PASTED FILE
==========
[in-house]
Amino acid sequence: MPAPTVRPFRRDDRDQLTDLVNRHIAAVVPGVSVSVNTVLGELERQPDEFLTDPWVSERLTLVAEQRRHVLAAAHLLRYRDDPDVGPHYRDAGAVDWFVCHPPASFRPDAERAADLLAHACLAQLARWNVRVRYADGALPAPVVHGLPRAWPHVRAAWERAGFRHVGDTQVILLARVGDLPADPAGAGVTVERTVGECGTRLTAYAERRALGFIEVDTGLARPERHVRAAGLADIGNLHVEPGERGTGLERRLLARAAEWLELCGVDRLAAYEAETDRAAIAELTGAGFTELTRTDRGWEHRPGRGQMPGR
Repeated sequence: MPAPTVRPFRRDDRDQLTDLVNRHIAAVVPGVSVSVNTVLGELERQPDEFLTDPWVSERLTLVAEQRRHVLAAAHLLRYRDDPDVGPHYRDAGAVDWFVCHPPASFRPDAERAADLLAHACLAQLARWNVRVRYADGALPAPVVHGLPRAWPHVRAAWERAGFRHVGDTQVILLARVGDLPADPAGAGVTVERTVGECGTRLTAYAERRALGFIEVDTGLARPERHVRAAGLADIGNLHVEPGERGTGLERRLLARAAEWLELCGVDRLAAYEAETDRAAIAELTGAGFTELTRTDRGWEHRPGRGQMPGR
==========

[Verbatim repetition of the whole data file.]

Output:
[in-house]
Amino acid sequence: MPAPTVRPFRRDDRDQLTDLVNRHIAAVVPGVSVSVNTVLGELERQPDEFLTDPWVSERLTLVAEQRRHVLAAAHLLRYRDDPDVGPHYRDAGAVDWFVCHPPASFRPDAERAADLLAHACLAQLARWNVRVRYADGALPAPVVHGLPRAWPHVRAAWERAGFRHVGDTQVILLARVGDLPADPAGAGVTVERTVGECGTRLTAYAERRALGFIEVDTGLARPERHVRAAGLADIGNLHVEPGERGTGLERRLLARAAEWLELCGVDRLAAYEAETDRAAIAELTGAGFTELTRTDRGWEHRPGRGQMPGR
Repeated sequence: MPAPTVRPFRRDDRDQLTDLVNRHIAAVVPGVSVSVNTVLGELERQPDEFLTDPWVSERLTLVAEQRRHVLAAAHLLRYRDDPDVGPHYRDAGAVDWFVCHPPASFRPDAERAADLLAHACLAQLARWNVRVRYADGALPAPVVHGLPRAWPHVRAAWERAGFRHVGDTQVILLARVGDLPADPAGAGVTVERTVGECGTRLTAYAERRALGFIEVDTGLARPERHVRAAGLADIGNLHVEPGERGTGLERRLLARAAEWLELCGVDRLAAYEAETDRAAIAELTGAGFTELTRTDRGWEHRPGRGQMPGR